The PEG ratio (Price/Earnings to Growth ratio) is calculated by taking the historic Price to Earnings Ratio (based on last year's diluted normalised Earnings) and dividing it by the consensus forecast EPS growth for the next year.
Unlike the Slater PEG Ratio or the Rolling PEG Ratio, this version does not use rolling PE ratio and growth rates, or incorporate the additional restriction that a companies must have 4 consecutive growth periods.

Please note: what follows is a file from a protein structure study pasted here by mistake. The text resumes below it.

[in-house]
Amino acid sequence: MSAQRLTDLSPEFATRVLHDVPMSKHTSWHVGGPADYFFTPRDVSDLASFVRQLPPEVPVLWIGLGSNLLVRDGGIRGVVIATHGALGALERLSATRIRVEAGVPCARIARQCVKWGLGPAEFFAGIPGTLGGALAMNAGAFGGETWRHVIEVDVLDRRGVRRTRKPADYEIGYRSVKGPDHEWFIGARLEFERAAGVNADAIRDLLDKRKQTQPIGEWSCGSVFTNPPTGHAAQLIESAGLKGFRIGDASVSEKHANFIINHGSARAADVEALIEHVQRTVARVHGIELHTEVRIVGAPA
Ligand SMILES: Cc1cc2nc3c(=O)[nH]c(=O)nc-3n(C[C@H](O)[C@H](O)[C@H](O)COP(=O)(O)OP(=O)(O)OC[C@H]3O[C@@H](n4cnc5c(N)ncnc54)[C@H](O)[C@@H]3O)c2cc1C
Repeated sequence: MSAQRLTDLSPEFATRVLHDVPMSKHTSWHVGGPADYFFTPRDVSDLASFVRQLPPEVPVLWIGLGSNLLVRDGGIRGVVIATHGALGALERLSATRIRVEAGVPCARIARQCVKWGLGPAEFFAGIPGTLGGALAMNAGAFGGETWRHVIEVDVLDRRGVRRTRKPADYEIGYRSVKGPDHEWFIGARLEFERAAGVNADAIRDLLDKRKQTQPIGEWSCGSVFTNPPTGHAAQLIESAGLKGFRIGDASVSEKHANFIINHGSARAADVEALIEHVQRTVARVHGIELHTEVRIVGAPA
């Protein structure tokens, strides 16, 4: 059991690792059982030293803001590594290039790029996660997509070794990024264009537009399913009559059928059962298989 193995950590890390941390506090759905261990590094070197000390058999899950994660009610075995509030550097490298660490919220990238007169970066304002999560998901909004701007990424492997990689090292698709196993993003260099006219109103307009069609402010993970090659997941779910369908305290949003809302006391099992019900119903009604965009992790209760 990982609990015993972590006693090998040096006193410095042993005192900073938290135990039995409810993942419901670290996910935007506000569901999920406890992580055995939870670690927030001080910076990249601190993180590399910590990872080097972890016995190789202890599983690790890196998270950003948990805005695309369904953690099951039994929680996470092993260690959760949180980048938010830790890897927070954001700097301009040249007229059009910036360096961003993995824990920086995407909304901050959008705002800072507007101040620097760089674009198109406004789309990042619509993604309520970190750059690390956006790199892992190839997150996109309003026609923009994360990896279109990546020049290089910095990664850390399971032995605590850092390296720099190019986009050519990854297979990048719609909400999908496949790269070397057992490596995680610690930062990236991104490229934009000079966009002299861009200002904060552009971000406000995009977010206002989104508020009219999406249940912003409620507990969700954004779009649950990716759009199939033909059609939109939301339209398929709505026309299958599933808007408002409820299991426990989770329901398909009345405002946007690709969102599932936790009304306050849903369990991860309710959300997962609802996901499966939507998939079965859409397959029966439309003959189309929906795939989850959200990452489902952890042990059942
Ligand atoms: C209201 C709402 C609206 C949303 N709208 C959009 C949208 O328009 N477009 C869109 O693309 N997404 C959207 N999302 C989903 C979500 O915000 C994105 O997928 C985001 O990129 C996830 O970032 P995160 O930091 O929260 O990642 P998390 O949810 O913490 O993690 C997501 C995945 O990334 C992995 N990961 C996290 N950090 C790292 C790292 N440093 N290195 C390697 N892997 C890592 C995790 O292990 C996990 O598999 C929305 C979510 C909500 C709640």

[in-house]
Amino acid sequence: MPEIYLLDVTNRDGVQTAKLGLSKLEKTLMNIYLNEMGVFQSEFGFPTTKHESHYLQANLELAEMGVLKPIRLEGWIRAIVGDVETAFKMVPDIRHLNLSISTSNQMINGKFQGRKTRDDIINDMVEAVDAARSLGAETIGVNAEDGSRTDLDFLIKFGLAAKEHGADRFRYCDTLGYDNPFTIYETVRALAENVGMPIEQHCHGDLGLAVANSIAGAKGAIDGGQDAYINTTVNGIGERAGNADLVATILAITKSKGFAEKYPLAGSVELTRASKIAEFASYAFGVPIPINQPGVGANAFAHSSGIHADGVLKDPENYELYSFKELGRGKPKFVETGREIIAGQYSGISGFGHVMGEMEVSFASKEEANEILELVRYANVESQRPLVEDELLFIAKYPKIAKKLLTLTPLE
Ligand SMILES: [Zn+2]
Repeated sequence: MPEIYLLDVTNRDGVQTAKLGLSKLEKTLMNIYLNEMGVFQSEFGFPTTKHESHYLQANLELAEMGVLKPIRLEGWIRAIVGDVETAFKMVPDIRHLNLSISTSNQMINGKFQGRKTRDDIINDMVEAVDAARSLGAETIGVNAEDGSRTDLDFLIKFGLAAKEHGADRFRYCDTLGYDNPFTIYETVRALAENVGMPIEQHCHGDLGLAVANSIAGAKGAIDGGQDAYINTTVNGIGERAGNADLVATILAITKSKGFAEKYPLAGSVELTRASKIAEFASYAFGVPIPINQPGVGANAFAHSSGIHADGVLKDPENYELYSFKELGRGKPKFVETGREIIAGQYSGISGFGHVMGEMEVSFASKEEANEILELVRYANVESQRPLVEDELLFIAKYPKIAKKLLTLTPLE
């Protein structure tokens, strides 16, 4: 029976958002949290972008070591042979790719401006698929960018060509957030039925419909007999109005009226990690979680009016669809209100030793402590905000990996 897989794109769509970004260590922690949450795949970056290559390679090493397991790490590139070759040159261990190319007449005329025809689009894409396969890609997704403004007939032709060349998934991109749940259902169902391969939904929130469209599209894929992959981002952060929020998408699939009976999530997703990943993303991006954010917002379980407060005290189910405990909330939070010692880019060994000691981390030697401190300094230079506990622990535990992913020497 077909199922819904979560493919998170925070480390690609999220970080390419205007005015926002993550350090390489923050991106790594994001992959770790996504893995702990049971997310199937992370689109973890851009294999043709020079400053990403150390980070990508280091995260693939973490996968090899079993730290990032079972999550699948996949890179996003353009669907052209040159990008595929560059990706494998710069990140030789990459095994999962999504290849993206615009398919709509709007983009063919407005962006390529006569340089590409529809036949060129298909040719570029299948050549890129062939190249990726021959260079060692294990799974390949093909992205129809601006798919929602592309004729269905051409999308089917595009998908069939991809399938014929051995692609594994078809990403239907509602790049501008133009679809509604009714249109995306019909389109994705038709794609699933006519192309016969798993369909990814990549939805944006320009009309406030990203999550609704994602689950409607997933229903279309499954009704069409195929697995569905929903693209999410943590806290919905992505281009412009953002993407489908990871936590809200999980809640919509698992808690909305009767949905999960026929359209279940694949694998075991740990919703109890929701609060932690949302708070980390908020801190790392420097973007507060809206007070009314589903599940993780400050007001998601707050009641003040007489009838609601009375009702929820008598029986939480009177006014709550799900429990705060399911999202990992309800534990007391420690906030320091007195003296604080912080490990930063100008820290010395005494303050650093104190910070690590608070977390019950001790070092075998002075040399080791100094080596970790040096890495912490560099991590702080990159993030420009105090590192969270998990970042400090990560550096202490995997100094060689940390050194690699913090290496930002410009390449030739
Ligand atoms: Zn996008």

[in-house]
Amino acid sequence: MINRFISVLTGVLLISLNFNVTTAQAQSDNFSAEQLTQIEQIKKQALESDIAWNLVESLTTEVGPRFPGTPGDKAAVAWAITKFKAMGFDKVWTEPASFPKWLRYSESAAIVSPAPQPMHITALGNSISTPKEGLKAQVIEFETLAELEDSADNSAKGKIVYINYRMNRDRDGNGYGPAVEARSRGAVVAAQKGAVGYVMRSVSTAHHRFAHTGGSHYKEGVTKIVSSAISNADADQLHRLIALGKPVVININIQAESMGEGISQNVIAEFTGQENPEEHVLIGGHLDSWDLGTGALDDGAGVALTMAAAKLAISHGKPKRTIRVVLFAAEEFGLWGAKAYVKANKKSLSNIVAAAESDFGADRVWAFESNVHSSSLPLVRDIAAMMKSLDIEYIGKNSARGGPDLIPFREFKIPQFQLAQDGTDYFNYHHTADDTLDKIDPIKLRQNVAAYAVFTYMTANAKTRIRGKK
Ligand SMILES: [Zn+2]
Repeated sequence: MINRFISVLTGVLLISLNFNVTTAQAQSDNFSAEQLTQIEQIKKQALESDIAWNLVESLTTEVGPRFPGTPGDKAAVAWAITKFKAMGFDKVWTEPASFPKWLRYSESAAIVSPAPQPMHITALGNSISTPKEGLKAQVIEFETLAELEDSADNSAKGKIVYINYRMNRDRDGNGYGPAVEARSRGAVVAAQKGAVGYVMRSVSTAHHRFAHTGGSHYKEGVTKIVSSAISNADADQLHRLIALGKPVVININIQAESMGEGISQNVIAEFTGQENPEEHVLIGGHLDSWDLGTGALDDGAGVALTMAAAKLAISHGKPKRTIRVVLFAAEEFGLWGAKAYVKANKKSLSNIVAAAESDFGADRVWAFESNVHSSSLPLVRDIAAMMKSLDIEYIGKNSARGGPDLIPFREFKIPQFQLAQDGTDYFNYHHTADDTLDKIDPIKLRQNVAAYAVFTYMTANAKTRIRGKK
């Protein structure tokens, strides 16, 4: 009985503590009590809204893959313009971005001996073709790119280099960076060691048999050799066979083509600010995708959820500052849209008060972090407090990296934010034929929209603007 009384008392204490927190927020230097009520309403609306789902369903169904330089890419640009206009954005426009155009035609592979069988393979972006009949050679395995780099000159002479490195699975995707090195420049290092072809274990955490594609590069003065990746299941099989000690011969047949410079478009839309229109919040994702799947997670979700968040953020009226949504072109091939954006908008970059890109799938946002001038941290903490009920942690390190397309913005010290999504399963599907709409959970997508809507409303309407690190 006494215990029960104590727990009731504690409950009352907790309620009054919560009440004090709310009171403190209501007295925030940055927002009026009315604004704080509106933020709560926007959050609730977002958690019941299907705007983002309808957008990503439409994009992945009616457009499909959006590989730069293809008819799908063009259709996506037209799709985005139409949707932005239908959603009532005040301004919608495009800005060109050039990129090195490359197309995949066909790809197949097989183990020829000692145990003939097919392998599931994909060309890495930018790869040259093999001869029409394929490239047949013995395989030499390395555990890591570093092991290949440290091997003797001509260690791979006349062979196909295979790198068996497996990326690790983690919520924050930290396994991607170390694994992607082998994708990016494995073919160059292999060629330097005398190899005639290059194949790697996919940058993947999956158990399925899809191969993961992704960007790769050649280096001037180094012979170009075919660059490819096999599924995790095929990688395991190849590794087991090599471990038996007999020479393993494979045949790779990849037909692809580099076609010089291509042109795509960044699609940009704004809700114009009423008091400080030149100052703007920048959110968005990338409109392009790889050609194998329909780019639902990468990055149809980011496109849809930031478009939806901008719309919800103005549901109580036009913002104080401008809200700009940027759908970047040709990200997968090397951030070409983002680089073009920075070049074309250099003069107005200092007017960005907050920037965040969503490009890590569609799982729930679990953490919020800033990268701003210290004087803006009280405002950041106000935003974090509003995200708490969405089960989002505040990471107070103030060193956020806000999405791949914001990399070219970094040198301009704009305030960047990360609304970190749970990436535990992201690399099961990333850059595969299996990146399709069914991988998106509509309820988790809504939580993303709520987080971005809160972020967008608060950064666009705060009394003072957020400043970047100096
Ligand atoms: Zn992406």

The PEG is a valuation metric used to measure the trade-off between a stock's price, its earning, and the expected growth of the company. It was popularised by Peter Lynch and Jim Slater. In general, the lower the PEG, the better the value, because the investor would be paying less for each unit of earnings growth.
A PEG ratio of 1 is supposed to indicate that the stock is fairly priced. A ratio between .5 and less than 1 is considered good, meaning the stock may be undervalued given its growth profile. A ratio less than .5 is considered to be excellent.